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Gulf oil spill: Scientists confirm deepwater plumes

Underwaterfla keys
Scientists with the University of South Florida say laboratory tests have confirmed that oil spewing from the blown-out well in the Gulf of Mexico has accumulated in at least two extensive plumes deep underwater. The researchers said in Baton Rouge, La., on Friday that their tests confirmed initial findings based on field instruments.

The lab tests are the most conclusive evidence yet in a vigorous scientific debate about where much of the oil is ending up. The researchers say the extensive layers of oil are sitting far beneath the surface miles from the site of the Deepwater Horizon rig explosion. The university is collecting data for National Oceanic and Atmospheric Administration.

Government scientists, including NOAA chief Jane Lubchenco, had been reluctant to blame underwater plumes on the catastrophic well blowout that has been spewing oil into the gulf since April 20. Tony Hayward, chief executive of oil giant BP, which leased the rig, last week cast doubts on the scientific reports, saying the company had found no evidence of large underwater plumes.

For an explanation on how underwater oil can damage deep-sea life, read Times staff writers Bettina Boxall's and Alana Semuel's report here.

-- Margot Roosevelt

The Associated Press contributed to this report.

PHOTO: An undated image shows a shallow-water coral  reef  and a gray angelfish swimming amongst soft corals  in the Florida Keys. Despite BP siphoning some of the oil  spewing into the Gulf of Mexico, worries escalated as the ooze reached a major ocean current that could carry it through the Florida Keys and up the East Coast. (AP Photo/NOAA)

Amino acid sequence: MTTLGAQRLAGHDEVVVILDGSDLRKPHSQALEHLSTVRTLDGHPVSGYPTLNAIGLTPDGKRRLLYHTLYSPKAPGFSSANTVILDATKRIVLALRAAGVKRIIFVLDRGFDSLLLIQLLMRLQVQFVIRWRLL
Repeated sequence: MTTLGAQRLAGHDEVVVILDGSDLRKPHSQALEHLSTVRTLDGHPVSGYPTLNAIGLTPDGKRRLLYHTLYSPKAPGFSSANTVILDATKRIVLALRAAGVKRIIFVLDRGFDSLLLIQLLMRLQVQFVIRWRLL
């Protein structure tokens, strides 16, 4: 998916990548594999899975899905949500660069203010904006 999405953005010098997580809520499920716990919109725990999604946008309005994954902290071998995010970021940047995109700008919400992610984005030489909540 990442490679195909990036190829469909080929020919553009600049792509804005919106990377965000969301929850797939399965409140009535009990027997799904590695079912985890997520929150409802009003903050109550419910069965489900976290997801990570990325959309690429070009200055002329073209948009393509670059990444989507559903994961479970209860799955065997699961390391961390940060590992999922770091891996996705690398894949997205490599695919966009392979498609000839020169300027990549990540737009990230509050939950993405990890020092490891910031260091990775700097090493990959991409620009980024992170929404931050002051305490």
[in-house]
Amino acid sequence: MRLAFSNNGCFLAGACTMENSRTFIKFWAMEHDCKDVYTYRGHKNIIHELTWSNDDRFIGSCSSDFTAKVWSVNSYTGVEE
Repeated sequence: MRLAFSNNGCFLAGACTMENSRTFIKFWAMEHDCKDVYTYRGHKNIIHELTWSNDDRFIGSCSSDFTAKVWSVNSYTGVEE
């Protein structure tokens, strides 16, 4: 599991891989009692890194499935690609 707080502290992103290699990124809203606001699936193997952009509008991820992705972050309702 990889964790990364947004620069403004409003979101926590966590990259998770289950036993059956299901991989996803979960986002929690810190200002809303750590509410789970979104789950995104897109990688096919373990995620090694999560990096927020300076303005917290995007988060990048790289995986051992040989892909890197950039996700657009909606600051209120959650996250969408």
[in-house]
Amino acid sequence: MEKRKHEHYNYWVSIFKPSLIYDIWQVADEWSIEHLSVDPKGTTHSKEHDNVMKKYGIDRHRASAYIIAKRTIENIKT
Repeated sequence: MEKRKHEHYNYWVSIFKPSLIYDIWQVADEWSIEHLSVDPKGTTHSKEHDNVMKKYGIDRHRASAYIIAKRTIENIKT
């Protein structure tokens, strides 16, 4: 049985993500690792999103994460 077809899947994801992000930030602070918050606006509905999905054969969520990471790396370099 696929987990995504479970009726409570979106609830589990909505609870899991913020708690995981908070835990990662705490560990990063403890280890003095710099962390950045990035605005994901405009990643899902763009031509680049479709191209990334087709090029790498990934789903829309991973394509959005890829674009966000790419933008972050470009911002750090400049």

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I designed the "MORGAN CAP" 5/15/2010 and have spent most of my time since then trying to get someone's attention to discuss the design. My design is a simple solution to stopping the oil flow in the Gulf and addresses every problem that's been made public and that I can determine by the videos. It even addresses the problem of ice crystals forming that stopped BP in their oil capture process before. The “MORGAN CAP” captures the oil while the flow is being stopped. I was able to design it in only a day but I’ve spent countless hours since on the internet and phone trying to get an audience to present it. The “MORGAN CAP” is a complete departure from anything BP has tried and would cost a fraction of what BP has spent on any of their ideas. I was a Chief Draftsman for over 20 years and at this stage my design is in freehand sketches . That is what is done by the Chief Draftsman and then the sketches are given to a Draftsman to complete the formal drawings. I have a scale model of the Morgan Cap. Please help me get in touch with someone to explain how it works.
I was just wondering, has everyone given up on stopping the flow?
Jerry Morgan

"Tony Hayward, chief executive of oil giant BP, which leased the rig, last week cast doubts on the scientific reports, saying the company had found no evidence of large underwater plumes." AP

Are you kidding me?


And, these plumes will sterilize vast stretches of ocean as they MOVE... even when the chemical plumes are gone (whenever that might be?)... DEAD ZONES of sterilized ocean will exact a similar toll as thet MOVE... nothing can live in sterile ocean for very long, and ecosystems are thus devastated for years.

We have a POTUS who is all powerful and backed by a super-majority Congress who will stand with him on whatever he wants and DO whatever he wants, legal or not!

Therefore I have 2 questions.